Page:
Buying or selling a home is almost always the largest expenditure we make as consumers. Hiring an attorney when buying or selling a home is the best way to protect your interests during this larger-than-life transaction. Let’s look at what real estate attorneys do and why you may need one someday.
If you’ve ever bought or sold a house, a real estate attorney can help things go smoothly. Any transaction that involves large amounts of money changing hands needs an experienced lawyer at the helm. Estate taxes, trusts, capital gains taxes, Medicaid qualifications, MERP, deeds and titles, and a myriad of other issues have complicated laws surrounding them. If you don’t understand the law or employ someone who does, you can lose large amounts of money easily.
According to the Texas Real Estate Commission, established in 1949, attorneys licensed in Texas are exempt from licensure requirements as a broker. In other words, they can do almost exactly the same job your broker can do, and more. (1)
In this all-important transaction, most people throw around thousands of dollars like they are handling one-dollar bills. “Oh, we’ll allow them $5000 for the roof because it needs replacing.” Most people assume that their real estate representative knows how to guide them through the process.
The truth is that an experienced real estate attorney knows much more about the costs and types of contracts you can use to buy or sell a home. They protect your interests by using language particularly tailored to your needs whereas real estate agents often use the same contract form for every transaction they do.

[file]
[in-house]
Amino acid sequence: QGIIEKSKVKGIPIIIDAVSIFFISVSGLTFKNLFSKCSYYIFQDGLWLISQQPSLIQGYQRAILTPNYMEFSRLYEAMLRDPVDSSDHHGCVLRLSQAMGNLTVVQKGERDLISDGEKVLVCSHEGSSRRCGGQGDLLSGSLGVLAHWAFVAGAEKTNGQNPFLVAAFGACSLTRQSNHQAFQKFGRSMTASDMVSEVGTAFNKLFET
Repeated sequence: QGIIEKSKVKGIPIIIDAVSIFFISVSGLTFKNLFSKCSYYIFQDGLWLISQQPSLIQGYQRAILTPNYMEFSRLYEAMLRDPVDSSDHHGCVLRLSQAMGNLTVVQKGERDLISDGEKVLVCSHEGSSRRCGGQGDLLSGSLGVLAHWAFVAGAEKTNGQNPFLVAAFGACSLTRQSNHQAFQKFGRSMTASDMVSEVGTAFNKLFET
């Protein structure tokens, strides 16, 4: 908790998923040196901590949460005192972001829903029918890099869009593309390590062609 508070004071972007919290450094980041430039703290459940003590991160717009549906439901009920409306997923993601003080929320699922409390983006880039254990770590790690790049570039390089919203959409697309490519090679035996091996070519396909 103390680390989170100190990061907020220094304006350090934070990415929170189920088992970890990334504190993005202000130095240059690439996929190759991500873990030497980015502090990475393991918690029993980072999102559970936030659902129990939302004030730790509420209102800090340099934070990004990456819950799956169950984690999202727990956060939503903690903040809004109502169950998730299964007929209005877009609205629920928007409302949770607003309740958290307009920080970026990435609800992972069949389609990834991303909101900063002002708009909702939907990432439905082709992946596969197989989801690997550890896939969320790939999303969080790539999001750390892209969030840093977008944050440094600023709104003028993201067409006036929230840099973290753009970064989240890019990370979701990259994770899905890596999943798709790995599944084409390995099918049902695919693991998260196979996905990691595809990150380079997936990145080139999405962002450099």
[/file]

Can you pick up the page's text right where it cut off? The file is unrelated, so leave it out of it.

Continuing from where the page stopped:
Often, real estate agents will seem perturbed if you ask for a special addendum because of a concern. However, an attorney understands that the whole point of a real estate contract is to protect your interests. Without the proper language, the contract is useless, worse than useless if you face financial trouble because of the language later.
Deed of Trust and Mortgage Issues
If you are struggling to make your home payments and did not qualify for deferment or are concerned about the future when deferment ends, you need an experienced attorney to walk you through your options. These include:
- Third-Party Buyers
- Short Sales
- Cash for Keys Programs (Deed in Lieu)
Your lender does not think about your interests when negotiating a new mortgage loan for you or giving you a deferment. The lender is thinking about the money they will make from your interest payments. Third-party buyers often offer you money for your home, but without letting your attorney look over a contract, you could be throwing away thousands. Sometimes foreclosure is the answer and other times, a short sale makes sense. WIthout an attorney guiding you through this process, you are alone in the negotiations. Professionals who make their money in the financial industry are not representing you, the consumer. Real estate attorneys exist to care for your interests and come alongside you as a consumer.